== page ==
Grease Trap Maintenance

Grease traps have been an essential element in commercial kitchens for more than 100 years, separating grease from water before it can clog or damage the drains and pollute the environment. Because they play such an important role, neglecting grease traps can result in serious blockages, sulphuric acid damage, and overspills. If they impede water flow, these plumbing issues can halt kitchen operations completely. Here’s why commercial kitchen grease trap cleaning should happen on a regular basis. Grease traps should be inspected monthly and must be cleaned by a licensed septage hauler whenever the level of grease is 25% of the effective depth of the trap, or at least every 3 months, whichever is sooner. See 310 CMR 15.230 for the MA Title V regulatory requirements.

What Is the Maximum Rate of Flow Through a Grease Trap?

The maximum flow rate of a grease trap in a restaurant depends on many factors, including the liquid volume, waste pipe diameter, average number of customers served, and the volume of grease processed per maintenance cycle. In general, you should choose a grease trap based on your kitchen’s grease production rate and local plumbing codes.

Your kitchen’s grease production varies depending on the kind of restaurant—for example, a smoothie bar won’t produce as much grease as a brunch eatery. Ultimately, the maximum flow rate that your grease trap can handle will depend on the design and size of the system.

Getting a bigger grease trap than you need is not necessarily better for your system in the long run. Not only will it cost more, but it’ll also pose issues like excess hydrogen sulfide buildup and corrosion. You’ll be more likely to go longer before cleaning it, which can contribute to hazardous conditions for your workers.

How Often Should You Empty a Grease Trap?

In general, most commercial kitchens need to clean their grease traps every one to three months. Or, you can clean out the grease trap once it fills to a quarter of its maximum capacity, however long it takes to get there. Grease tends to smell the longer it sits in the trap, so it’s best not to let it build up past the quarter mark. If it takes longer than three months to reach a quarter full, your trap is probably too big for your kitchen. Clean it anyway to avoid bad odors, and consider changing the size of the trap.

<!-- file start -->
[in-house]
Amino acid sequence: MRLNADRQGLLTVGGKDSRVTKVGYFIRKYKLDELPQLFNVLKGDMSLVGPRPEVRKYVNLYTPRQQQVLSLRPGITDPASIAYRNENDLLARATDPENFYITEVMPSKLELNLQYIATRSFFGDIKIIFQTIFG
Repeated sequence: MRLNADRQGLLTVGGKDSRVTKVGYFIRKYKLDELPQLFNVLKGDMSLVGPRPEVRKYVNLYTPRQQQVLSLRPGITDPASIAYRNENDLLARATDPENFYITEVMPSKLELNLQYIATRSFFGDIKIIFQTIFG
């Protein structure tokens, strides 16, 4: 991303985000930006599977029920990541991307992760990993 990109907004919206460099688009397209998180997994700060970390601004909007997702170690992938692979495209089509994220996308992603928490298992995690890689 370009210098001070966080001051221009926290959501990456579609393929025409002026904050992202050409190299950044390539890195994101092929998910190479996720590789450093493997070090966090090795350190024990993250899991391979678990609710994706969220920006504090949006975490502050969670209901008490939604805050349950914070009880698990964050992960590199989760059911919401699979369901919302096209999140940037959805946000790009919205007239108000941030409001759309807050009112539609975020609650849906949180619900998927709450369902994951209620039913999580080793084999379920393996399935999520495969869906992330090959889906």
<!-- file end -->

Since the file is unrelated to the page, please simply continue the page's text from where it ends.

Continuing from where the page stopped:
Problems That Arise Because of a Full Grease Trap

Ignoring your grease trap can lead to a variety of problems:

  • Bad odors: Smells that disrupt workers or patrons can be caused by grease that has been sitting for too long or sludge buildup in your pipes.
  • Clogging in the incoming or outgoing line: The incoming line can become clogged from excess debris and stop the grease trap from working. Clogs in the outgoing line can result in overflows of both compartments of a grease trap.
  • Clogging in the compartment crossover: A grease trap is made of one compartment that separates solids from liquids and another compartment that releases waste into the sewage system. The crossover line between these compartments can become clogged, leading to an abnormally high level of liquid in the first compartment.
  • Overflow: When waste spills from one compartment to the other, the grease trap needs to be pumped and cleaned out immediately.

High-Quality Grease Trap Maintenance by Service Pumping & Drain

Grease traps are an integral part of clean and efficient commercial kitchen operations. For assistance on how to clean your grease trap, we’re here to help. For nearly a century, Service Pumping & Drain Co., Inc.™ has served businesses in eastern Massachusetts with commercial pumping and drain services, including grease trap cleaning and maintenance. To demonstrate our commitment to prompt customer service, we’re also available 24/7 for emergency needs. Contact us to learn how we can help keep your business running smoothly.

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